Rodgers Forge Elementary unveiled its new “MakerSpace” at the start of the 2016-2017 school year. Students and teachers alike were incredibly excited to get in and make use of the new location in which students are encouraged to explore, problem-solve, collaborate, create, engineer and more…all while making real world connections!
The room is filled with a variety of materials for students to use as they explore concepts and/or create projects. Some examples include cardboard, foil, clay, rubber bands, littleBits®, soda bottles, milk jugs, old CDs, small craft supplies, pipe cleaners, and coffee filters just to name a few. Many of the items used in the MakerSpace are reusable, which ties in with our Green School initiative as well.
“I really like the MakerSpace because it gives you a chance to use your creativity,” explains fifth grader Amelia Bolin. “If you have an idea during class, you don’t have to just think about it anymore, you can actually go to the MakerSpace to build it!”
Megan Patton, resource teacher at Rodgers Forge Elementary, has been doing introductory sessions in the MakerSpace for various classes. "We have been having so much fun getting to know our new Makerspace,” Patton shares. “We read The Most Magnificent Thing and students were given mystery bags filled with random items that they used to create something new. As we move forward, we will be building and testing what we have built. Stay tuned for some fun fall activities in the Makerspace."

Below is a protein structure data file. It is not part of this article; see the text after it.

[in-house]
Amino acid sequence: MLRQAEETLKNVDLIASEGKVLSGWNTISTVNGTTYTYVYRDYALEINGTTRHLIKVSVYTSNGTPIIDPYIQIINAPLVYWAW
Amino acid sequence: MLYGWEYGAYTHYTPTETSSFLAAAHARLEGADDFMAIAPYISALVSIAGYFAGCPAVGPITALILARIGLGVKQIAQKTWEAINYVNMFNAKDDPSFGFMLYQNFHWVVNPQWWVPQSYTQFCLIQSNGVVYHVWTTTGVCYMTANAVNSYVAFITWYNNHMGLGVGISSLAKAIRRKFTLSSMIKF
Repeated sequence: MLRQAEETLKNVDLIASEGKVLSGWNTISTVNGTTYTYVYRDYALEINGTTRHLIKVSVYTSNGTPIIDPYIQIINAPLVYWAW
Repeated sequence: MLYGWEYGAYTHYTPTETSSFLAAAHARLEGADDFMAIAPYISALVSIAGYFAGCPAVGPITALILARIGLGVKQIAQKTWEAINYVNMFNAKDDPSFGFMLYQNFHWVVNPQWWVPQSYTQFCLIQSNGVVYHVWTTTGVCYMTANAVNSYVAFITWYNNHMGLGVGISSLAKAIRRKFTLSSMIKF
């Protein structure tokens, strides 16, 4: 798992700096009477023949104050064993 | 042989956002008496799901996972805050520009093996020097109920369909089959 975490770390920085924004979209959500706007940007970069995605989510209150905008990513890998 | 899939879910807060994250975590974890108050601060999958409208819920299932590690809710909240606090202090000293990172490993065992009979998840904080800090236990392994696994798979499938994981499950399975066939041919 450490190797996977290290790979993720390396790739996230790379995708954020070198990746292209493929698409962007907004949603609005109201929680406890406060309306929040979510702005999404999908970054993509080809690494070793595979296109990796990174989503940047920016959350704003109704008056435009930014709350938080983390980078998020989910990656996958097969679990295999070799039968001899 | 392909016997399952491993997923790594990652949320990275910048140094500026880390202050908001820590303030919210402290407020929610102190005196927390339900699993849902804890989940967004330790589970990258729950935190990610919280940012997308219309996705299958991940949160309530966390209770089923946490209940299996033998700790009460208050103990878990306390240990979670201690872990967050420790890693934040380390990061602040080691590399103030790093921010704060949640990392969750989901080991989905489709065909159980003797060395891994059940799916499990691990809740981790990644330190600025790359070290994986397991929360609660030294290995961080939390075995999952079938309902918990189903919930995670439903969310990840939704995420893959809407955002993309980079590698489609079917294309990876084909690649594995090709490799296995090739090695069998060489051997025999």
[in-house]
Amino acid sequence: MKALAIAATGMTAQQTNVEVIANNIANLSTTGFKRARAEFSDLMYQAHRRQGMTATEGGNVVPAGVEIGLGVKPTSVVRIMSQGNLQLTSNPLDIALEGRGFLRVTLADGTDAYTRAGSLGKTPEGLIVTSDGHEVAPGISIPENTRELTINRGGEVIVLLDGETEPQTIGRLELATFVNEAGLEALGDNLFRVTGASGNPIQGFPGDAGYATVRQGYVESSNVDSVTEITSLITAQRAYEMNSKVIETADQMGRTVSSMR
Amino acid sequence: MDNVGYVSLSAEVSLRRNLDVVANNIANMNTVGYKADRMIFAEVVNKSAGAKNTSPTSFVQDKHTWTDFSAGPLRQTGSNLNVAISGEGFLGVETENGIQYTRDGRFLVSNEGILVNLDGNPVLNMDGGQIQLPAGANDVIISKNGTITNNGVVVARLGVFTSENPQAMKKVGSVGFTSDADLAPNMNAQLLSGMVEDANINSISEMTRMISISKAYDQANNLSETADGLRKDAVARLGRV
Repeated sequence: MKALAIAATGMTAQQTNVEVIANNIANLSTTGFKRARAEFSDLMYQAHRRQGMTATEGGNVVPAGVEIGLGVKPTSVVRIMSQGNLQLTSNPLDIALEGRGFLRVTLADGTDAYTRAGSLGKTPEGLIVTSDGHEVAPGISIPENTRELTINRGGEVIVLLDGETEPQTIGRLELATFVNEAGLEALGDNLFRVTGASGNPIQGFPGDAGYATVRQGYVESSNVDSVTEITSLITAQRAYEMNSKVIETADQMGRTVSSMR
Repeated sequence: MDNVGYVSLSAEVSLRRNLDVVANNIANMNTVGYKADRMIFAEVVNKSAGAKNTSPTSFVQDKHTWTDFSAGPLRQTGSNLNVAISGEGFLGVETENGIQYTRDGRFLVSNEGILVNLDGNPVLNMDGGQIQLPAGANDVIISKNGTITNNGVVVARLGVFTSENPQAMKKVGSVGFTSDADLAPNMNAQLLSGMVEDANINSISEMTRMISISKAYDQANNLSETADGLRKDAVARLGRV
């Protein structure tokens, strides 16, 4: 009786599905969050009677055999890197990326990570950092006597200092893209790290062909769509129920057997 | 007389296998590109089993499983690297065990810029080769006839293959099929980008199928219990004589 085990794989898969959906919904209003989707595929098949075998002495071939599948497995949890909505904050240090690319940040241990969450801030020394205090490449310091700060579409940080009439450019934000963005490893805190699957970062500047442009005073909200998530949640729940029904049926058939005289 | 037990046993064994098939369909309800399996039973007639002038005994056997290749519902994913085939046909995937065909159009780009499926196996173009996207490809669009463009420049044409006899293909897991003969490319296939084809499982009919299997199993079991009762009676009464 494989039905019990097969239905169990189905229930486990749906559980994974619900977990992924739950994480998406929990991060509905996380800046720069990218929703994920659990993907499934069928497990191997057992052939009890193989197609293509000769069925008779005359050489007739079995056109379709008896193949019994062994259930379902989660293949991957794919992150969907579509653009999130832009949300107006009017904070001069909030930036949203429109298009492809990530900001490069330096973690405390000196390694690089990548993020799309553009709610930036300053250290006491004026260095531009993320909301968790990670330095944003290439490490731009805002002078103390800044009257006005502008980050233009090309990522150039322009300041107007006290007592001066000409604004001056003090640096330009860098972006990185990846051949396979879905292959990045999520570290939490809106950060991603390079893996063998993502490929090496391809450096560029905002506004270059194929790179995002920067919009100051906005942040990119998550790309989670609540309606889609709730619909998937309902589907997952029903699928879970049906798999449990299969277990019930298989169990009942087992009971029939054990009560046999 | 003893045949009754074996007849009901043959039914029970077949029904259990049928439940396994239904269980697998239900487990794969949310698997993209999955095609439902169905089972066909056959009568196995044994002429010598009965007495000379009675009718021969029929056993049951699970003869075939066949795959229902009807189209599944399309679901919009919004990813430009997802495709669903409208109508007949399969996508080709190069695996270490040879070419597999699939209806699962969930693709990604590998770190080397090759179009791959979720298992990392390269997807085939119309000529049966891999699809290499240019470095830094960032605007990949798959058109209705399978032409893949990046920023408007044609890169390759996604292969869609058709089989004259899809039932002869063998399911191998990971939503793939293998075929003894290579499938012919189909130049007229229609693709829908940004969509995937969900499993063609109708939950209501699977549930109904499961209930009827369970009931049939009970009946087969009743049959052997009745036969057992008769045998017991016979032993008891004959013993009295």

Budding scientists at Windsor Mill Middle School got down and dirty this spring in Josh Foorhogue’s 8th grade GT Science class. Foorhogue provided students with materials, a budget, and a lumpy mixture of gravel, water, dirt, and coffee grinds; their task was to develop a filtration system based on percolation and infiltration to improve water turbidity, so they could fully understand the engineering-design process. Students tested their designs in stages, tweaking and reworking their plans. On the Prototype-Test Day, each student team ran the sludgy mixture through their filtration system and recorded the time of filtration and the turbidity, and evaluated the prototype’s practicality and cost. Collected data was compared to determine the most effective system. A significant engineering and life-lesson takeaway from the process surprised the class: elaborate systems might work well, but they won’t fly in the real world if they break the budget.
Reflections from teachers, administrators, and students at the Lighthouse Schools.